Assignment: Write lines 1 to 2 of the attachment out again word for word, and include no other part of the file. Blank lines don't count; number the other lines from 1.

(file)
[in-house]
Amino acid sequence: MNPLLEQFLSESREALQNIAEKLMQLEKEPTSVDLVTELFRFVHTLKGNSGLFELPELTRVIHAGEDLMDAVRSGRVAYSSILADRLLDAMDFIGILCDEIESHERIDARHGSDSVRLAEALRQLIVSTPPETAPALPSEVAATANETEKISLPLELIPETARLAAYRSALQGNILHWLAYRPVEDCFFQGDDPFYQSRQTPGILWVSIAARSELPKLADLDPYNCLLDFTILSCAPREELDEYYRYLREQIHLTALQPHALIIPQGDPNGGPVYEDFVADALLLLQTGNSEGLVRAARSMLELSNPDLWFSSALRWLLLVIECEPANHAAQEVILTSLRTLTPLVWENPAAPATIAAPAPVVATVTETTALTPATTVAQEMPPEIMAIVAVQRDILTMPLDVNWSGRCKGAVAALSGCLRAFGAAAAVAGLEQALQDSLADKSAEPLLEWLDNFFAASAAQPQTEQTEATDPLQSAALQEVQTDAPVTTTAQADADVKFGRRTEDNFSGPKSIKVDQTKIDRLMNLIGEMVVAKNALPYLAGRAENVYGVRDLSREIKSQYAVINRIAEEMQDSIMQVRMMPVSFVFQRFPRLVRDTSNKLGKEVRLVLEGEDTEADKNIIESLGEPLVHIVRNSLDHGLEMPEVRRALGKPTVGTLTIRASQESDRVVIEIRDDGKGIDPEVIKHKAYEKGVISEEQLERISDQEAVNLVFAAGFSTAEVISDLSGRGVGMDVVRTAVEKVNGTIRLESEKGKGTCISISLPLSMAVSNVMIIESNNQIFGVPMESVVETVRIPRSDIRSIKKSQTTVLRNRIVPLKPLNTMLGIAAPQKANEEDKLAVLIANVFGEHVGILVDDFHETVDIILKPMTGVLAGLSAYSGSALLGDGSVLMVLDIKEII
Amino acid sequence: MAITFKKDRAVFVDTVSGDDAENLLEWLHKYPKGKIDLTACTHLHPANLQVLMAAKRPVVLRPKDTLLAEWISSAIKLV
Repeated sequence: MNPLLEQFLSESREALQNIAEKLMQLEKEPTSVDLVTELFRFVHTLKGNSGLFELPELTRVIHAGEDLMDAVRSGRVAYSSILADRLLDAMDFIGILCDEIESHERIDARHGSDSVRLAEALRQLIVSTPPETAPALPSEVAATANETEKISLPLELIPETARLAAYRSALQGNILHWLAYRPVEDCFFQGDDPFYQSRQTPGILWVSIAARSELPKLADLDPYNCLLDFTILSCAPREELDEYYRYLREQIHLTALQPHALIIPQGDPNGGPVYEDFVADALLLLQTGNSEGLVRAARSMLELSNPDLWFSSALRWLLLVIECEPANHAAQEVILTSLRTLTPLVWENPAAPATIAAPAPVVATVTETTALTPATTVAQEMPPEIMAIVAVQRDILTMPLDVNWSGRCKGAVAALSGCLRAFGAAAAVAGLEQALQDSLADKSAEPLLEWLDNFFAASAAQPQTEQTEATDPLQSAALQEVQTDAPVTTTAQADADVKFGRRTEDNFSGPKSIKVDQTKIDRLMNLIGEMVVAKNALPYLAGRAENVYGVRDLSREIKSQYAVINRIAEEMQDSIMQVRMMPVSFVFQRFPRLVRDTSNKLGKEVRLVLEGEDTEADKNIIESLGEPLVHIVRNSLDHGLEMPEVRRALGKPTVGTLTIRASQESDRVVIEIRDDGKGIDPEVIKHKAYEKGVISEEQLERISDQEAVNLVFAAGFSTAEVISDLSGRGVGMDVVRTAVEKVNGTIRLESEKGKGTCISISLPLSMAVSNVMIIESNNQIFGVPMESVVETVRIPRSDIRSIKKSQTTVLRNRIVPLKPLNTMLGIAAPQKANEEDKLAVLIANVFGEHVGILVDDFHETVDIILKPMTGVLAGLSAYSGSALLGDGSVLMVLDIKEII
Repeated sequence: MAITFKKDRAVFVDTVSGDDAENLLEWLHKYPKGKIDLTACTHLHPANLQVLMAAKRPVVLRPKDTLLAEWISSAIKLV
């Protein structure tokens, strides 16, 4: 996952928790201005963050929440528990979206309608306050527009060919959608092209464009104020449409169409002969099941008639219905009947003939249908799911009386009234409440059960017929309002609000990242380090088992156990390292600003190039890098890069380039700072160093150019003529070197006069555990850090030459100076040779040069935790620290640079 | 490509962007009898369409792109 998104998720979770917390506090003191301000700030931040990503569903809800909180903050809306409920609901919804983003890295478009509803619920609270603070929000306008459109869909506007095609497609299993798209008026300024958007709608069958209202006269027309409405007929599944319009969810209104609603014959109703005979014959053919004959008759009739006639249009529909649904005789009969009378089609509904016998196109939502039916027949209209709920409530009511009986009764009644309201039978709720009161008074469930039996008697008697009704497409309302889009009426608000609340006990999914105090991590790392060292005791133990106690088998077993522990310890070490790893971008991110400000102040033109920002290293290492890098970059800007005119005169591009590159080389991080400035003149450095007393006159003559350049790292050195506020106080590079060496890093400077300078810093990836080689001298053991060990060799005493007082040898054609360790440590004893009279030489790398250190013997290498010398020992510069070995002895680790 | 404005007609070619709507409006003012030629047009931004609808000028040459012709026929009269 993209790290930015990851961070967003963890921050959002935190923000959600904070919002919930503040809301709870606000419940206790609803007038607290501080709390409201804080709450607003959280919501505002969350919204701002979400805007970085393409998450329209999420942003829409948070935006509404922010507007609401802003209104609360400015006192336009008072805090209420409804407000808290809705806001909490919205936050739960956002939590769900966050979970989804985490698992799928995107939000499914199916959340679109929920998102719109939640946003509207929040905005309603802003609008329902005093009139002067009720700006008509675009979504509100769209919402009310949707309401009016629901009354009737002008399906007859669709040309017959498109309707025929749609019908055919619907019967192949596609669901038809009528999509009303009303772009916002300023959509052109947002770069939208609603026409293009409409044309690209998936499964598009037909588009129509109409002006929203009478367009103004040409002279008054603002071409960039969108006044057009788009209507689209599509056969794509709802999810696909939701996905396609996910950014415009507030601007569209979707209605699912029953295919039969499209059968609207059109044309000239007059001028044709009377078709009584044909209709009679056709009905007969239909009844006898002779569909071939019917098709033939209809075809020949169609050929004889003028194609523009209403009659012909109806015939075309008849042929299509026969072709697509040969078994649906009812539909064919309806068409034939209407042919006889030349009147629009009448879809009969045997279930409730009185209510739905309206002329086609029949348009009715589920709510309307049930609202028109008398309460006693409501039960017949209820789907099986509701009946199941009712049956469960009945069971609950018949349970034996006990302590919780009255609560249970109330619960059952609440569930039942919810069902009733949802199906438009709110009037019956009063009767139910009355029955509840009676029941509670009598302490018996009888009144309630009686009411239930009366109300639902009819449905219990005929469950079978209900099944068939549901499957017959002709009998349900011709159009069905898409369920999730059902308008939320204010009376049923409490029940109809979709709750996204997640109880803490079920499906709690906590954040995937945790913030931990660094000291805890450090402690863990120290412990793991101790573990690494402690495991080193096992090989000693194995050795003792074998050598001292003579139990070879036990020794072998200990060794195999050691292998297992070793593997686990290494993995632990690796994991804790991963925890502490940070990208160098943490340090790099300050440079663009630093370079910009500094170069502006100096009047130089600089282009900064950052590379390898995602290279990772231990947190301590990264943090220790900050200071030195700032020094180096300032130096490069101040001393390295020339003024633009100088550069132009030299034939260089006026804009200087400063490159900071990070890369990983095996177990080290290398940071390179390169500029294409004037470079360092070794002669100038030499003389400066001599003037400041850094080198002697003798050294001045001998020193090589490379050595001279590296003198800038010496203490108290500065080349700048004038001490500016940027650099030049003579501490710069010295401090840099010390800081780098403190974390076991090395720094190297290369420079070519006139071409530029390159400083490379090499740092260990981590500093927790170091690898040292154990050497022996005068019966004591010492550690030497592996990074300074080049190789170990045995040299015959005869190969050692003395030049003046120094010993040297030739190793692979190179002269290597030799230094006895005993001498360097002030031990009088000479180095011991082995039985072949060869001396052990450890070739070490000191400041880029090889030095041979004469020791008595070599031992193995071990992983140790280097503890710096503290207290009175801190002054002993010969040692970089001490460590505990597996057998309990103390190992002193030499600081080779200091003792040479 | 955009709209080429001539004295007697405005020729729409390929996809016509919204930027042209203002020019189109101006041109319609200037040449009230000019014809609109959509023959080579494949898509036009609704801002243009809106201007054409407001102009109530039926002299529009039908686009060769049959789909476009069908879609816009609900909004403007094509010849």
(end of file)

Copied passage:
[in-house]
Amino acid sequence: MNPLLEQFLSESREALQNIAEKLMQLEKEPTSVDLVTELFRFVHTLKGNSGLFELPELTRVIHAGEDLMDAVRSGRVAYSSILADRLLDAMDFIGILCDEIESHERIDARHGSDSVRLAEALRQLIVSTPPETAPALPSEVAATANETEKISLPLELIPETARLAAYRSALQGNILHWLAYRPVEDCFFQGDDPFYQSRQTPGILWVSIAARSELPKLADLDPYNCLLDFTILSCAPREELDEYYRYLREQIHLTALQPHALIIPQGDPNGGPVYEDFVADALLLLQTGNSEGLVRAARSMLELSNPDLWFSSALRWLLLVIECEPANHAAQEVILTSLRTLTPLVWENPAAPATIAAPAPVVATVTETTALTPATTVAQEMPPEIMAIVAVQRDILTMPLDVNWSGRCKGAVAALSGCLRAFGAAAAVAGLEQALQDSLADKSAEPLLEWLDNFFAASAAQPQTEQTEATDPLQSAALQEVQTDAPVTTTAQADADVKFGRRTEDNFSGPKSIKVDQTKIDRLMNLIGEMVVAKNALPYLAGRAENVYGVRDLSREIKSQYAVINRIAEEMQDSIMQVRMMPVSFVFQRFPRLVRDTSNKLGKEVRLVLEGEDTEADKNIIESLGEPLVHIVRNSLDHGLEMPEVRRALGKPTVGTLTIRASQESDRVVIEIRDDGKGIDPEVIKHKAYEKGVISEEQLERISDQEAVNLVFAAGFSTAEVISDLSGRGVGMDVVRTAVEKVNGTIRLESEKGKGTCISISLPLSMAVSNVMIIESNNQIFGVPMESVVETVRIPRSDIRSIKKSQTTVLRNRIVPLKPLNTMLGIAAPQKANEEDKLAVLIANVFGEHVGILVDDFHETVDIILKPMTGVLAGLSAYSGSALLGDGSVLMVLDIKEII